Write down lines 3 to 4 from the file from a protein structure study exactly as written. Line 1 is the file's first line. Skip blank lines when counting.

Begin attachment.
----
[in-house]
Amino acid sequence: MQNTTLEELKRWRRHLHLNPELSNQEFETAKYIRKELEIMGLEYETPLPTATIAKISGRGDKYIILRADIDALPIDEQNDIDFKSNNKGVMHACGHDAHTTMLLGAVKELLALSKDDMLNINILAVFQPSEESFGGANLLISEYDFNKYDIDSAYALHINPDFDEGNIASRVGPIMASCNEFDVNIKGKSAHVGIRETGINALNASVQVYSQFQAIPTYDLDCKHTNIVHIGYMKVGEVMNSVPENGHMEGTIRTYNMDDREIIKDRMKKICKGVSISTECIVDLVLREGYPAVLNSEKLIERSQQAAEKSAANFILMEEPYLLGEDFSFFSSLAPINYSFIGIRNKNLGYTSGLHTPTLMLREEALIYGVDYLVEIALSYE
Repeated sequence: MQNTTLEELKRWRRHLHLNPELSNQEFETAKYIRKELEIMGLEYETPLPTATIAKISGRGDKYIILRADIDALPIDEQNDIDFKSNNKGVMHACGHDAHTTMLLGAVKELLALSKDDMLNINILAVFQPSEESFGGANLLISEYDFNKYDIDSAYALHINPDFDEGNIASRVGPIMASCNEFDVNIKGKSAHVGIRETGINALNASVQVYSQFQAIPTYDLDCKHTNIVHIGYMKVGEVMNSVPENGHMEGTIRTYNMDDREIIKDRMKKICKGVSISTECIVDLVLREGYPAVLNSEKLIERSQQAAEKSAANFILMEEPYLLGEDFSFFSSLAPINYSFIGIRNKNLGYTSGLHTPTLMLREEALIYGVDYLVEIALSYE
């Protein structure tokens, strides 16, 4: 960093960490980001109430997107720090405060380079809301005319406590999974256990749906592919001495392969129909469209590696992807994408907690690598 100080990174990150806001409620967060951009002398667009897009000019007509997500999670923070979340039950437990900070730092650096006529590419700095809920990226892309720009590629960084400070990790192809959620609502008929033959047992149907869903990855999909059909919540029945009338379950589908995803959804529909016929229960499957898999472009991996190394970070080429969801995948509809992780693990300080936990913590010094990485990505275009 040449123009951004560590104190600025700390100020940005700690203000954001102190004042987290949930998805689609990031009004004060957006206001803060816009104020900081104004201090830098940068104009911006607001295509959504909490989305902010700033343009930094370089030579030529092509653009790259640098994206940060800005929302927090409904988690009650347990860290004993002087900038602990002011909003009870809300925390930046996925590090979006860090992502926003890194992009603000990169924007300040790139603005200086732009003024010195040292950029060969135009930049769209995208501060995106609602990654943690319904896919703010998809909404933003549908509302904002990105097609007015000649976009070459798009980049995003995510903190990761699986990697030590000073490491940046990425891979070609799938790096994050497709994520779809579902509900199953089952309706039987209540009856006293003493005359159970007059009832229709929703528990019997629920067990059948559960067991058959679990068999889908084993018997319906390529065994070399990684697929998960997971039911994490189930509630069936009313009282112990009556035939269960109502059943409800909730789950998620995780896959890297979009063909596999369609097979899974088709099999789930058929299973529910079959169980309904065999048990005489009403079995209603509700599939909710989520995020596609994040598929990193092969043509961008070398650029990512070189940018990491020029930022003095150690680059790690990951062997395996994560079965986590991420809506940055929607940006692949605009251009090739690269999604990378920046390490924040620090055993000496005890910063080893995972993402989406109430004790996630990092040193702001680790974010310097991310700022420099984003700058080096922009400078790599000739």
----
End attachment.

Repeated sequence: MQNTTLEELKRWRRHLHLNPELSNQEFETAKYIRKELEIMGLEYETPLPTATIAKISGRGDKYIILRADIDALPIDEQNDIDFKSNNKGVMHACGHDAHTTMLLGAVKELLALSKDDMLNINILAVFQPSEESFGGANLLISEYDFNKYDIDSAYALHINPDFDEGNIASRVGPIMASCNEFDVNIKGKSAHVGIRETGINALNASVQVYSQFQAIPTYDLDCKHTNIVHIGYMKVGEVMNSVPENGHMEGTIRTYNMDDREIIKDRMKKICKGVSISTECIVDLVLREGYPAVLNSEKLIERSQQAAEKSAANFILMEEPYLLGEDFSFFSSLAPINYSFIGIRNKNLGYTSGLHTPTLMLREEALIYGVDYLVEIALSYE
């Protein structure tokens, strides 16, 4: 960093960490980001109430997107720090405060380079809301005319406590999974256990749906592919001495392969129909469209590696992807994408907690690598 100080990174990150806001409620967060951009002398667009897009000019007509997500999670923070979340039950437990900070730092650096006529590419700095809920990226892309720009590629960084400070990790192809959620609502008929033959047992149907869903990855999909059909919540029945009338379950589908995803959804529909016929229960499957898999472009991996190394970070080429969801995948509809992780693990300080936990913590010094990485990505275009 040449123009951004560590104190600025700390100020940005700690203000954001102190004042987290949930998805689609990031009004004060957006206001803060816009104020900081104004201090830098940068104009911006607001295509959504909490989305902010700033343009930094370089030579030529092509653009790259640098994206940060800005929302927090409904988690009650347990860290004993002087900038602990002011909003009870809300925390930046996925590090979006860090992502926003890194992009603000990169924007300040790139603005200086732009003024010195040292950029060969135009930049769209995208501060995106609602990654943690319904896919703010998809909404933003549908509302904002990105097609007015000649976009070459798009980049995003995510903190990761699986990697030590000073490491940046990425891979070609799938790096994050497709994520779809579902509900199953089952309706039987209540009856006293003493005359159970007059009832229709929703528990019997629920067990059948559960067991058959679990068999889908084993018997319906390529065994070399990684697929998960997971039911994490189930509630069936009313009282112990009556035939269960109502059943409800909730789950998620995780896959890297979009063909596999369609097979899974088709099999789930058929299973529910079959169980309904065999048990005489009403079995209603509700599939909710989520995020596609994040598929990193092969043509961008070398650029990512070189940018990491020029930022003095150690680059790690990951062997395996994560079965986590991420809506940055929607940006692949605009251009090739690269999604990378920046390490924040620090055993000496005890910063080893995972993402989406109430004790996630990092040193702001680790974010310097991310700022420099984003700058080096922009400078790599000739």